Boiling fresh, non-pasteurized milk before consumption seems to have a beneficial effect. Milk protein begins to break down into amino acids during boiling, which makes it easier to digest and absorb. This may be one of the reasons why Indians always boil their milk before use. They also know that milk has adverse effects when its fat is removed. For some reason, milk protein, unlike egg or meat protein doesn't coagulate when heated. In addition, many of the milk's enzymes survive. To preserve milk and to kill any existing germs Indians simply put a silver coin or a silver spoon in the milk. Silver is strongly anti-bacterial. And to avoid mucus congestion, they put 2-3 pinches of either turmeric or dry ginger into the milk before boiling it. Whereas boiling the milk helps to reduce some its irritating effect in Vata and Pitta types, pasteurizing it upsets all the three doshas. Kapha types don't do well with milk at all; they develop mucus congestion almost right away.

Cold milk is very difficult to digest. As the cold milk touches the warm stomach lining, the nerve endings of the stomach become "numb" or insensitive, and its cells tighten or shrink. This inhibits the secretion of gastric juices, which is required to digest milk protein. The cold condition of the milk may even be responsible for leaving those proteins undigested that are known to cause allergic reactions. Enzymes require a specific temperature to be able act on the food; if the temperature is too low the proteins will not be broken down properly, hence the intense irritation of the mucus lining. Vata types who are very sensitive to cold are rarely attracted to taking milk in cold form (from the refrigerator). Pittas often have an excessively high temperature in their stomach, which gets lowered only slightly by cold milk. Consequently Pittas are still able to secret a good amount of gastric juices to digest some of the milk proteins. But if they take milk cold on a regular basis, their AGNI or digestive power also begins to be affected.

If you have access to fresh, full-fat, and non-pasteurized milk and if you are a Vata or Pitta type with no Kapha imbalance (signs of excessive mucus in chest, nose or sinuses), you may use milk in moderation by applying the above procedures of preparation. If milk still causes you mucus, then it is simply a 'no-food' for you. I personally have not yet met a person who hasn't shown signs of congestion and irritation as a result of milk consumption, especially in the United States. In all the U.S. with the exception of California, Washington and Georgia, it is illegal to sell whole, raw milk, despite the fact that raw milk contains far less potentially harmful bacteria than pasteurized, homogenized milk. Pasteurized, homogenized milk does not qualify as food per se. The homogenization process breaks up an enzyme (xanthine oxidase), which in its altered (smaller) state can enter the bloodstream and react against arterial walls, causing the body to protect the area with a layer of cholesterol.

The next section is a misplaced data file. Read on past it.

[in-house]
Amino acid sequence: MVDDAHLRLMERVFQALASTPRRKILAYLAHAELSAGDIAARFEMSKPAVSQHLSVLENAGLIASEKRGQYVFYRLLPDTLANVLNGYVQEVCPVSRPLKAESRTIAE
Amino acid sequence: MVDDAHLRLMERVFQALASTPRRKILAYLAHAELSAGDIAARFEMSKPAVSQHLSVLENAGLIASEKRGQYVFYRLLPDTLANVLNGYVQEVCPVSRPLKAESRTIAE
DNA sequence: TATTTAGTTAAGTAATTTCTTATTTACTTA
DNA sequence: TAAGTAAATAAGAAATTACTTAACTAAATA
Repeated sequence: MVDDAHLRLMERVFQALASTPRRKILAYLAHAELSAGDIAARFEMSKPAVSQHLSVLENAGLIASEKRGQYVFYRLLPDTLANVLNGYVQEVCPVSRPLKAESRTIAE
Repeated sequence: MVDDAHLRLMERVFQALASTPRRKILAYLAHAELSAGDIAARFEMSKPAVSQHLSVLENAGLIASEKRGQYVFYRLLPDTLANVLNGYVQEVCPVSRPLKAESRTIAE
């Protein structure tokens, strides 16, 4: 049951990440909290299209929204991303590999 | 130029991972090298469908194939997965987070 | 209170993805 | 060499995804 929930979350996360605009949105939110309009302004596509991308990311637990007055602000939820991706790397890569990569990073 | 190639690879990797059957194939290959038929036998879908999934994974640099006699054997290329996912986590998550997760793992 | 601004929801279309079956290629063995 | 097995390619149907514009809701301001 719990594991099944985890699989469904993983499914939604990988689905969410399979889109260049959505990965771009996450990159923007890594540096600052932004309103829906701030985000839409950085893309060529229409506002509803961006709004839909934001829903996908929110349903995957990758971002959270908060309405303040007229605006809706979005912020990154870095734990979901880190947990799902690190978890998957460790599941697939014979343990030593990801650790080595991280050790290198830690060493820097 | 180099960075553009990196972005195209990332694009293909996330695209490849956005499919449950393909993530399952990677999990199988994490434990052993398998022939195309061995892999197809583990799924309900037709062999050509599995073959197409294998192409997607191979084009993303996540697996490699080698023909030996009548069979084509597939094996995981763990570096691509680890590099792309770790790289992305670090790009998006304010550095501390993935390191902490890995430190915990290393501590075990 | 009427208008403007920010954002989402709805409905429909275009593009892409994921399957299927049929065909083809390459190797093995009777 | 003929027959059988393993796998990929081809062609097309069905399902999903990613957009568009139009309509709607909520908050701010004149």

The demand for raw, non-pasteurized milk is booming. According to Sally Fallon, president for the Weston A. Price Foundation, the number of raw milk drinkers is now at about half a million people across the United States - many of them willingly breaking the law, purchasing their milk from 'underground black markets' and other creative setups. Raw milk comes with its own risks. Even if the cows grow up on organic farms, their milk bladders are constantly filled and extended, day after day, month after month, year after year. A continuous process of milk production (lactation) is unnatural for any animal. The resulting repeated injuries of the bladder wall leads to infections and inflammation, and a lot of dead cells (pus). Millions of units of pus are found in every quart of milk, especially in older cows. It is irrelevant whether the milk is raw or pasteurized; the dead cells remain in the milk. However, since bacteria are attracted to dead cells, and raw milk is not pasteurized, the latter is more susceptible to bacterial contamination.